Fact Checker: Trump Under the Microscope
The media has consistently called Donald Trump one of the most dishonest presidents in modern American history. But is he really the shameless liar the media claims he is, or are his statements being misinterpreted by a biased industry and public?
According to Politifact, Trump lies about 70 percent of the time, with the majority of his statements rated between mostly false and pants on fire. By comparison, Politifact determined Hillary Clinton lies about 27 percent of time, while 49 percent of her statements are rated “mostly true” or “true,” and the remainder are rated “half-true.”
On the other hand, Politifact itself could be a biased liberal institution, right?
Let’s take a look at a selection of controversial statements said since Donald Trump’s inauguration. Is the president really a serial liar, or is the media misunderstanding him on purpose?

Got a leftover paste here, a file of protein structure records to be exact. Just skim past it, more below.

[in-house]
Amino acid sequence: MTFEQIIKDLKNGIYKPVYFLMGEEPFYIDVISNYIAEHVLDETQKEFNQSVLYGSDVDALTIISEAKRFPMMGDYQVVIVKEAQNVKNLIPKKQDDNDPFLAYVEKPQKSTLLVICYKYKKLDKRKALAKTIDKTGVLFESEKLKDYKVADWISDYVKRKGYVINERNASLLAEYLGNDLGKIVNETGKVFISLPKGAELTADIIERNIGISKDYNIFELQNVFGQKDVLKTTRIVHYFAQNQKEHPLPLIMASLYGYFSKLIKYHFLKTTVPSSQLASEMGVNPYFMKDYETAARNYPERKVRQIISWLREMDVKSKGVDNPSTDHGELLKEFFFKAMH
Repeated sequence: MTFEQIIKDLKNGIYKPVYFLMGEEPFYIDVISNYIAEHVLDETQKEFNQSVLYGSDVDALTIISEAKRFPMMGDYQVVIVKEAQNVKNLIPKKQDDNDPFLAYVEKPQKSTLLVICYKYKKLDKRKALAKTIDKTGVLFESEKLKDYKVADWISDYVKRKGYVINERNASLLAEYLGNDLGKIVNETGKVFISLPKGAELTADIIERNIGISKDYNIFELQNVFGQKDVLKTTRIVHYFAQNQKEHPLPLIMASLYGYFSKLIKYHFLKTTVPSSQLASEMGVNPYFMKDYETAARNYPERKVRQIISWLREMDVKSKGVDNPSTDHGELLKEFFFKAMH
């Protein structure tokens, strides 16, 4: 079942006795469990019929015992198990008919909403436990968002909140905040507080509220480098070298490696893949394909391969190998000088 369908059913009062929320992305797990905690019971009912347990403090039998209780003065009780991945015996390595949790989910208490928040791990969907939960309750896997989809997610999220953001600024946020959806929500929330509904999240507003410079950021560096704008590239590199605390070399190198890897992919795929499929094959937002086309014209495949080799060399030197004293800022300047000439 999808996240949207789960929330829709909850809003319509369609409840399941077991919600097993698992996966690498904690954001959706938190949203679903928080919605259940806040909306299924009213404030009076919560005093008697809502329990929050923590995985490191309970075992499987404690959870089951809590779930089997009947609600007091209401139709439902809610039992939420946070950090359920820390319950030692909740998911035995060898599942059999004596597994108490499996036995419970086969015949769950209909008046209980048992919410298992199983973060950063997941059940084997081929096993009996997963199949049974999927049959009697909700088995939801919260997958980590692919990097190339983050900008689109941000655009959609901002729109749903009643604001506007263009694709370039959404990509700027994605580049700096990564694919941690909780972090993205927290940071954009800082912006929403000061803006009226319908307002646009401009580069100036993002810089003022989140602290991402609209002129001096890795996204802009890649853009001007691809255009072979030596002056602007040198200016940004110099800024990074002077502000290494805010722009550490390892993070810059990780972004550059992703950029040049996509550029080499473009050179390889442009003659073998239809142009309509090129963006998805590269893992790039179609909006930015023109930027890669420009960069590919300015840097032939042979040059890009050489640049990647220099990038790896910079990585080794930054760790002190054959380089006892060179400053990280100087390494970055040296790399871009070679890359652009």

1. Did California have millions of illegal voters?
President Trump lost the popular election by 3 million votes. A vast majority of those votes came from California. Since then, the president and the state have been at odds.
One of his most commonly repeated claims has been that California has millions of undocumented immigrants casting votes, as well as residents voting multiple times. Therefore, according to the president, he actually won the popular vote.
The problem is there is no evidence that this is the case. This is perhaps a prime example of what the president’s administration has called “alternative facts” in the past.
Supporters claim he’s telling the truth.
“The Leftist media has weaponized idiocy. Doesn’t matter what you debunk or lay down with facts…they’ve taught the weakest of our population that everything on the news is real and that everything Trump does is bad. They will not unlearn this so long as fake news dominates,” tweeted Mindy Robinson in response to Trump’s claim that Google lied about the popular vote to favor Clinton.